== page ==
As the women settle down to watch television at Naba Nir, it feels a little bit like a hostel for working women. The women jostle for space, sometimes complain about the noise, and settle down next to each other to watch a serial. They are welcome to go into the kitchen and poke their noses [in] and not shout at the cook if at all possible, jokes Mitra. They do become sisterly.

Mitra remembers that the first time one of the old ladies died she was nervous about how the others would react. But she went to the home and found the dead woman had been laid out in her best silk sari. They ground sandalwood paste, decorated her with flowers, burned incense. They sang songs and gave her a lovely farewell, says Mitra. Next day they came to me and said we are quite willing to die if you will give us that kind of a send off.

Sisterhood of Widows

But Ruprekha Chowdhury, who has been studying the issue of aging in Bengal, says behind this sisterhood of gray hairs, there is still a core of deep pain. Most of these women had spent their lives providing for others as daughters, wives, mothers and mothers-in-laws. They were the ones who fed everyone and then ate at 2:30, says Chowdhury. Now it is painful to have to push each other to stand ahead in line to get food.

Chowdhury says many of them adjust to the old age home but feel they have lost their sense of self. Even as social activists decry the treatment of widows, she says some of these old women enforce the stringent rules of widowhood with fierce rigor.

She remembers an ailing elderly couple at a private old age home. When the man eventually died, the other old ladies gathered around the widow, showering her with sympathy. But there was also the sense, says Chowdhury, that now she is one of us. When it came time to do the funeral, the old woman was forced to go through all the rituals even though she was so ill she could barely sit up. I vividly recall her sitting on the armchair, her head lolling, says Chowdhury. Surrounded by this garland of widows she was inducted into widowhood.

The social expectations of the role of women follow these widows cruelly into their old age. There is a strong sense of self denial, says Mala Kapur Shankardass, a Delhi-based gerontologist. Widowhood was about shunning. So the colors you wear try to portray a sober resigned subdued kind of thing.
For her, the denial is a hidden form of abuse that never gets talked about. At the old age homes, the women have few pictures. Either there are old photographs of family members or pictures of gods and goddesses cut from calendars.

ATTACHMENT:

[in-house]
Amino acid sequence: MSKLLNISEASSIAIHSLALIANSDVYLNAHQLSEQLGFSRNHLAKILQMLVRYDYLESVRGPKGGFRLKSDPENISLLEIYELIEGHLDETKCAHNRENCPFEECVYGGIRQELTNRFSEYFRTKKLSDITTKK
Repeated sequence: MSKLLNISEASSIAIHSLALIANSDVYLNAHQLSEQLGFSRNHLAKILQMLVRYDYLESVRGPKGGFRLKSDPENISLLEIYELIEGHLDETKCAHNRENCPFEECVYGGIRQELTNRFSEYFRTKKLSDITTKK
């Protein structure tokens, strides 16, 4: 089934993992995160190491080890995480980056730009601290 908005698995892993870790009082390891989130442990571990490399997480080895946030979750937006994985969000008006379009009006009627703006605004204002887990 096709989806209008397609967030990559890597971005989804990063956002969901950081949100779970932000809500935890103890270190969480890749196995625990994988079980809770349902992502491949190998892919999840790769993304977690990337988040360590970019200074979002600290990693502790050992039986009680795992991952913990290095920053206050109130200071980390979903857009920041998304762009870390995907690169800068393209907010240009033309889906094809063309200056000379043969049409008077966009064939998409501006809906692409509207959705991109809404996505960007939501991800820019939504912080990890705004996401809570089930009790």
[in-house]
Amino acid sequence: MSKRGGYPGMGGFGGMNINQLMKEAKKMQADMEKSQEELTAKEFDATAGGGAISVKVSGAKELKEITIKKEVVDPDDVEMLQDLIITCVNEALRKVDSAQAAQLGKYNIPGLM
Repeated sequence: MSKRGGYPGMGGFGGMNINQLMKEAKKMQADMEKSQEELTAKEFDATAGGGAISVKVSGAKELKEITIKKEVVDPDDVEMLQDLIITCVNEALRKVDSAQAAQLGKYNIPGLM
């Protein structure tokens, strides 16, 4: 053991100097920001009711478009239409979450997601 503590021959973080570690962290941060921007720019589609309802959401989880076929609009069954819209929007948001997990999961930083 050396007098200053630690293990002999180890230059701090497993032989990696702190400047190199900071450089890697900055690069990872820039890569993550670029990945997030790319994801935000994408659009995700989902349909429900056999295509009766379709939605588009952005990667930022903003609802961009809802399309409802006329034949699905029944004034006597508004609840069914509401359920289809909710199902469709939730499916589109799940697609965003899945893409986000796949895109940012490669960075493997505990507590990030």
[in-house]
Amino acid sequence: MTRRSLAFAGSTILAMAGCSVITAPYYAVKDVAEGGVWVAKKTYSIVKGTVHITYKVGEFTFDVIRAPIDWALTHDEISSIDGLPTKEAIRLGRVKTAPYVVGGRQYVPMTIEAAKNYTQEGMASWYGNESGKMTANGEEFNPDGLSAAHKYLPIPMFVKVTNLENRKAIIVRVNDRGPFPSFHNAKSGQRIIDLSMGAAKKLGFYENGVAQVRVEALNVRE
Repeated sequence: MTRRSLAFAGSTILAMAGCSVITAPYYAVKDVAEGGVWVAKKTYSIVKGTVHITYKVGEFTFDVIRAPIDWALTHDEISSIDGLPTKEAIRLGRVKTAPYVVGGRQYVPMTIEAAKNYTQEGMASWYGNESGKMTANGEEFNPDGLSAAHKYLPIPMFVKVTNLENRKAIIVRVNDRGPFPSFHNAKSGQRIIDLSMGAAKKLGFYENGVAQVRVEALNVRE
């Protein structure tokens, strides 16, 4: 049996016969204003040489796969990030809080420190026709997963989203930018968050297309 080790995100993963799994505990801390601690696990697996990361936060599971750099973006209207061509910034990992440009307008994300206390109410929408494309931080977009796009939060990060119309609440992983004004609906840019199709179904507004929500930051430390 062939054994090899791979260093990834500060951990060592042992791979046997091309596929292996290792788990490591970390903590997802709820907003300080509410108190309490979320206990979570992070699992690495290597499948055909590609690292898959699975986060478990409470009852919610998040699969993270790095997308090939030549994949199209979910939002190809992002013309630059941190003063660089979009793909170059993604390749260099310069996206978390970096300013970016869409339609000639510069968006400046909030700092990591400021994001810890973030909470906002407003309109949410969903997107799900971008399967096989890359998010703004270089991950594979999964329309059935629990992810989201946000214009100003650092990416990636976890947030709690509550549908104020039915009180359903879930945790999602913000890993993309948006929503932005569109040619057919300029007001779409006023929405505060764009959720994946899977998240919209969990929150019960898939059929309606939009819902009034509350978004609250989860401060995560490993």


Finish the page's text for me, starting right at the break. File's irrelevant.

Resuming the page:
One old lady said what should I have instead, pictures of [Bollywood star] Shah Rukh Khan, remembers researcher Chowdhury. The old lady said at least the old age home provided her with two meals a day as long as she observed expected social norms. She was afraid she might risk her room and food if she put up a poster of a movie star instead of religious imagery.

Age of the Daughter-in-law

But Sarah Lamb, who studied aging in the villages of Bengal for her book White Saris and Sweet Mangoes, says she has also seen older women, who felt they were freed from some of the strictures of society by old age. They were regarded as less sexual, says Lamb. In the U.S. that would be a negative thing, but in the Indian village that was positive. They could go out freely publicly, they would go watch plays. She even met an old woman who went around the village with her breasts bared.

But most older women in India dont see old age as having freed them.

Lalitha comes to Sandhya Kiran, a senior day care center in Bangalore every day. She has worked in a factory since 1973. Now she stitches blouses and makes bouquets for a pittance, but is afraid her legs are giving out on her.

Lalitha complains that her son and daughter-in-law do not care for her. They leave her at home at night with no money and an empty kitchen. For them, she is just an extra mouth to feed. Why are you not going to an ashram [hermitage] they tell me, she says.

Many Indians think of [aging] in terms of the mother-in-law/daughter-in-law relationship, says Sarah Lamb. There is no evidence that there ever was a golden age of happy extended families where old matriarchs were honored and every daughter-in-law dutifully massaged her mother-in-laws feet. But Lamb says the women in the villages are singing a new song at the weddings.

Mother-in-law, gone, gone is your rule,
The age of the daughter-in-law has come.
The mother-in-law spreads a bed,
The daughter-in-law lies down.
Mother-in-law, please massage my feet. 

The age of the daughter-in-law has come.